When an archer misses the mark he turns and looks for the fault within him/herself.
Failure to hit the bull's-eye is never the fault of the target. To improve your aim, improve
The part of us (the "adult") that wants to face the truth must be
valued and encouraged. Those of you who have a strong part (the
"child") that is impatient with this topic and wants to get on to
something else are the ones who most need to ask yourself some
questions, such as: Do I give a lot of excuses, like those mentioned
above? Am I a procrastinator (they always self-con, see chapter 4)?
Do I think I could do a lot better if I really tried? If so, why don't I try
to do my very best and honestly observe the results? Do I feel under
the weather more than others--tired, headaches, sleepy, tense (see
chapter 5)? Do I think the way I was raised and other life experiences
are keeping me from getting what I want? Do I so emphasize being
free and happy that I overlook doing for others? (See chapter 3) Do I
use irrational ideas or set unreasonable goals and create my own
sadness or anger? Am I prejudiced? Do I feel superior to certain kinds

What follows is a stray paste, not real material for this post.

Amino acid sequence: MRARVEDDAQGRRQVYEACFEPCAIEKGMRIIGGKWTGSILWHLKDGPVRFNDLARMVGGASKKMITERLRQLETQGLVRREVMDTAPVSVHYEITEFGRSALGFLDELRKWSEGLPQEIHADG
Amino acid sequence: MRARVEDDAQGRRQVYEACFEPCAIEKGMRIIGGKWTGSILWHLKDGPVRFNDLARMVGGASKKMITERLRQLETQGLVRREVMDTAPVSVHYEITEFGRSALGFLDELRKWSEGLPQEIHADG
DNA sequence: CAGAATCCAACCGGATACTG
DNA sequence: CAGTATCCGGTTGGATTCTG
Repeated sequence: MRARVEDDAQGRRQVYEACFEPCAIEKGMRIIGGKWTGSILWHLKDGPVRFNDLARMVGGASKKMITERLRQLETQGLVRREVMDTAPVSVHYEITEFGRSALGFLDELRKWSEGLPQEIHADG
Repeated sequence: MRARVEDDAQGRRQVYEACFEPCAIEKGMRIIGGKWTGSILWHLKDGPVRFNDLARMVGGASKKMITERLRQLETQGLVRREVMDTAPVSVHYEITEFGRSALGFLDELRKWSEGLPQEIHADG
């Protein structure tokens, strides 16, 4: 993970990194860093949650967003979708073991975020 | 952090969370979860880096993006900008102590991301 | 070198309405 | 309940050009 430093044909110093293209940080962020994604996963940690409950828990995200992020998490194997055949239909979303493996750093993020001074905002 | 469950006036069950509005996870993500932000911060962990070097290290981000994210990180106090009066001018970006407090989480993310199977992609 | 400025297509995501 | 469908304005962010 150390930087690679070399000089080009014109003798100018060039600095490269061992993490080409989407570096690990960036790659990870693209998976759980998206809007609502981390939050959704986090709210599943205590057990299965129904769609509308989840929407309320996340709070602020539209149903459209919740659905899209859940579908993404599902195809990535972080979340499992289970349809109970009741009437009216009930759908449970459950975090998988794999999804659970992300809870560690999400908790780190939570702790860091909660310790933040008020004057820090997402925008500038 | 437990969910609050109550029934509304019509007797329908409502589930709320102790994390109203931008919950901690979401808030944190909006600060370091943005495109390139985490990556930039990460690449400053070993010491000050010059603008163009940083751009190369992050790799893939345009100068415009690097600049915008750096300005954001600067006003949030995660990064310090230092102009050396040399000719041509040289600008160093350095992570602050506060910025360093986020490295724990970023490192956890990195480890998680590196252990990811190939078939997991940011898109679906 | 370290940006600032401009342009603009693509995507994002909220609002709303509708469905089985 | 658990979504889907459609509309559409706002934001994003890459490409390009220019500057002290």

of people--and might that be a way of hiding my own undesirable
traits? Do I feel discriminated against, and do I use that as an excuse
for not working harder? Do I have excuses for not asserting myself
and not trying new things? (See chapter 8) Do I play games, as
described earlier in this chapter, and, thereby, excuse myself for being
aggressive or inconsiderate of others?
If you suspect you are deceiving yourself in one or more of these
instances, it is important to face the situation squarely. Think about
your possible underlying motives. Ask a friend who is frank (and
doesn't think you are a candidate for sainthood) if your unconscious
might be at work in certain situations? Accept the way you have been,
but decide how to improve and start self-improving NOW. Don't
continue deceiving yourself and, most importantly, don't continue to
be inconsiderate of others without realizing the harm you are doing.
We can surely find better ways to reduce our tension than by lying to
ourselves and to others.
Peopleour closest loved onescause our problems and provide
Most of us humans are filled with social needs. People are the
primary sources of our misery and our happiness--the sources of our
troubles and our help. Many therapists believe that conflicts with
others account for most stress. Thus, if you went to a psychiatrist or
psychologist with headaches, anxiety, depression, eating disorder, or